Steve Dresler, Sierra Nevada’s Brewmaster, Reflects on His Career and the Industry’s Future

Last Call by | Jun 2017 | Issue #125
Art by Nathan Arizona

There’s no environment Steve Dresler loves more than a brewery—from the copper domes and tile floors of Sierra Nevada’s 20th Street brewhouse in Chico, Calif., to the way the yeast and hop aromas waft from room to room. But it wasn’t all copper and tile when he started out in 1983, packing cases of Sierra Nevada Pale Ale part time. Dresler went on to help lead the company from 2,000 barrels a year to over a million. As he prepares to retire this year, Dresler says leaving is bittersweet. “There’s so much about my job that I will miss,” he says. “I’m looking forward to exploring new opportunities, but [I’m] eternally grateful for what I’ve had the opportunity to do.”

What did you expect from the job when you first signed on in 1983?
Not what I got, I’ll be honest about that. Small breweries in general, they just didn’t exist. It was something that we were having a good time doing, we were passionate about, and it was exciting and creative, but I don’t know that we ever thought that it would be as successful.

What are some of your favorite memories from that time?
My first day on the job I will never forget. I came in, I’m getting to know a few people, I’m packing beer into boxes. We got to a point where everybody looked at each other, took a break, and went outside to smoke a joint—but I got left behind because nobody knew me yet. So I figured at that point in time that I could probably hang out there pretty well.

The staff was so small that for the longest while we would do a monthly potluck at somebody’s house. It was a great working environment. We would get done and you wouldn’t go home, you’d sit and have a couple beers with people. It was just a very fun, casual environment with a lot of really passionate people.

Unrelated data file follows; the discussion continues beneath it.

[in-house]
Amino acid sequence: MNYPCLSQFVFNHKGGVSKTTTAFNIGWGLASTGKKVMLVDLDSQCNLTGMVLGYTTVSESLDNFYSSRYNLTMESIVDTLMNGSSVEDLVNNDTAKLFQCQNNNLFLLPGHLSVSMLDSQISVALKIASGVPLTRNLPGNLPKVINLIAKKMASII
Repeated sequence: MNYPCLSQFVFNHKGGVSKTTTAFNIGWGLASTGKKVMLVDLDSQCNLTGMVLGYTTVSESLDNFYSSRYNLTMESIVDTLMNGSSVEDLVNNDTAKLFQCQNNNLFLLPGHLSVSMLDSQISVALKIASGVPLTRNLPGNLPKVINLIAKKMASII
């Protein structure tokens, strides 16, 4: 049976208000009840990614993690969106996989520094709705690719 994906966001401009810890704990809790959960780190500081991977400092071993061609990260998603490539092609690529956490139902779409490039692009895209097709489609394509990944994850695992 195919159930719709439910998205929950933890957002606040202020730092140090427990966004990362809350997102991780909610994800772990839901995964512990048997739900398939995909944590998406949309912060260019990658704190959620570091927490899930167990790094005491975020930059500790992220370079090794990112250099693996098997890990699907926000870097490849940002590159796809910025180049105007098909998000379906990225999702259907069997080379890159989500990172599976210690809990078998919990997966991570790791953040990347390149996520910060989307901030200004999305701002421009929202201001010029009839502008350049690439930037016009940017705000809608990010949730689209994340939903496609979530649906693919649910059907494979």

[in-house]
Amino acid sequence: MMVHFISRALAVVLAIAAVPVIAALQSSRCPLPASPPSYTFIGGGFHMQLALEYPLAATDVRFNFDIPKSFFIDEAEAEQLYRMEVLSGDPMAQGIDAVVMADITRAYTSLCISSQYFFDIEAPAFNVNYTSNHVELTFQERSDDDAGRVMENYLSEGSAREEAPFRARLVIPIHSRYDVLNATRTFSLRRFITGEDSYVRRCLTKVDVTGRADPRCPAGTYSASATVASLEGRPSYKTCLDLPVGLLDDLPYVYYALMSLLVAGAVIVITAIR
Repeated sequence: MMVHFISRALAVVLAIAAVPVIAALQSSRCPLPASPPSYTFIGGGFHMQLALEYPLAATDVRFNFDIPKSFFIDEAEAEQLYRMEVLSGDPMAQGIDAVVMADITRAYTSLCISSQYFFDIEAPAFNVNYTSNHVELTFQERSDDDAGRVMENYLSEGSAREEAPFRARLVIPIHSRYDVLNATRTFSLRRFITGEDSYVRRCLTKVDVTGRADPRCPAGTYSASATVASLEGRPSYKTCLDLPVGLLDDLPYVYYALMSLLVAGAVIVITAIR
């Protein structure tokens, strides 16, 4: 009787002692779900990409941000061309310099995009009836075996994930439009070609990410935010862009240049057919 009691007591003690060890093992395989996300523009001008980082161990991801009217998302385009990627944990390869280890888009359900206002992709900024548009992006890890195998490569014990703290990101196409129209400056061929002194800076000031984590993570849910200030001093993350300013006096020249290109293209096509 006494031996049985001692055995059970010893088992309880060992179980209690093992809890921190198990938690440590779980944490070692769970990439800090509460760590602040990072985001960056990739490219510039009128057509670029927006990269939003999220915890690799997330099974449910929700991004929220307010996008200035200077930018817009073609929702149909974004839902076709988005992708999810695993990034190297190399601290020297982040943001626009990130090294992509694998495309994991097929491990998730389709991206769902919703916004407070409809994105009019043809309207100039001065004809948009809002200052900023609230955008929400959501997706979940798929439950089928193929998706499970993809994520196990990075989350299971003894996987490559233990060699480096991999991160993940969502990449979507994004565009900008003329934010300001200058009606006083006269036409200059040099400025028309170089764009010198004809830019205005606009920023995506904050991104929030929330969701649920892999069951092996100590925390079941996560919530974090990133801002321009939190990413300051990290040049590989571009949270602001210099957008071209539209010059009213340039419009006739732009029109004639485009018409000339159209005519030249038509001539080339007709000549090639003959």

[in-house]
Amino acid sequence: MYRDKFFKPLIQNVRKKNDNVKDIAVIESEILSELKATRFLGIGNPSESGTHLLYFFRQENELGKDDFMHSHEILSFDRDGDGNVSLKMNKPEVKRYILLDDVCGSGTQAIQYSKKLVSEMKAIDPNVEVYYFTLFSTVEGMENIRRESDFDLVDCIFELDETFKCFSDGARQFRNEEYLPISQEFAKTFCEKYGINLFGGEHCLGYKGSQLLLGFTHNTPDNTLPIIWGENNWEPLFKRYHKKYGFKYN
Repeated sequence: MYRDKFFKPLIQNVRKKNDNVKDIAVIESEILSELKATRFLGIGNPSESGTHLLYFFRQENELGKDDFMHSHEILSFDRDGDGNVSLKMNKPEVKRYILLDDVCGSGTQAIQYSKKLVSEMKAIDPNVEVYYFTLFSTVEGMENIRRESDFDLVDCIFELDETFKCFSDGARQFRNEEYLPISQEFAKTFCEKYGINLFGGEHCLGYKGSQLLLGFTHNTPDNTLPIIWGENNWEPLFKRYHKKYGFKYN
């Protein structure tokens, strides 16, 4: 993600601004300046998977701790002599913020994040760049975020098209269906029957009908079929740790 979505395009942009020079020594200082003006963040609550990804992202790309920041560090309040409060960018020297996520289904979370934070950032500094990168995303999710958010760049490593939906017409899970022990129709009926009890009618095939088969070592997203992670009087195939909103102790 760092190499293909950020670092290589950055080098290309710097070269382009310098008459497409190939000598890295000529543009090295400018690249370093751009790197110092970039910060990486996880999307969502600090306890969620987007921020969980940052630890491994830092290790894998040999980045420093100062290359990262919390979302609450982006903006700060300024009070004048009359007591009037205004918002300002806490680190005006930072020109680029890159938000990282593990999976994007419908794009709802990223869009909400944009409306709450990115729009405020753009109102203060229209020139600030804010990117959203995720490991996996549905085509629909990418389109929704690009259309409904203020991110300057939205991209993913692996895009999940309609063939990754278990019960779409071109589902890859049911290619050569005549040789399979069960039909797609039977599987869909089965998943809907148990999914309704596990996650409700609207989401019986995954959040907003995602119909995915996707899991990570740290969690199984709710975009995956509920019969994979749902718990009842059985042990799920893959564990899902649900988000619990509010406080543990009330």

Being the new kids on the block, we were kind of inventing things. There weren’t beers available like ours. We were using brand-new raw materials, we were trying to develop pathways for distributorship for small breweries. There were so many firsts. … It was a kick.

What are some achievements you’re most proud of?
When we commissioned our brewhouse here on 20th Street in 1987. That was very exciting because we were taking that big step forward. … And when we did the first wet-hop beer in the US more than 20 years ago, [we were] basically the first to do a whole new style of beer. That was a true highlight of my career, as well.

Do you have any regrets?
Not really. If I were to regret anything, I wish that I had saved more things. I wish I had more pictures. I wish I had kept some of the old records. You could say this about anything that was enjoyable, but I wish I had been more in the moment at times.

What are some of the critical issues facing the industry right now?
I think one of the biggest issues is to ensure that people stay true to their ideals and make really good, quality beer. Sometimes when you get in a hurry or you just want to expand your production, there’s a temptation to cut corners, and I think that could be an issue. I love that there are this many breweries in the country, as long as they’re making great beer.

What’s your take on breweries consolidating?
I’m not in a position to comment too much on other people’s business strategies or motivations. But it is an issue. … I think it’s up to the consumer to dictate how important it is for them to know the specific origin of their beer.

Where do you see the industry going in the next five to 10 years?
I think there’s going to be a continuation in the number of breweries. It will be interesting to see where people go with different flavors and different brewing styles. … I think there will be continued levels of consolidation … maybe more small brewers combining their efforts, and working together and sharing facilities.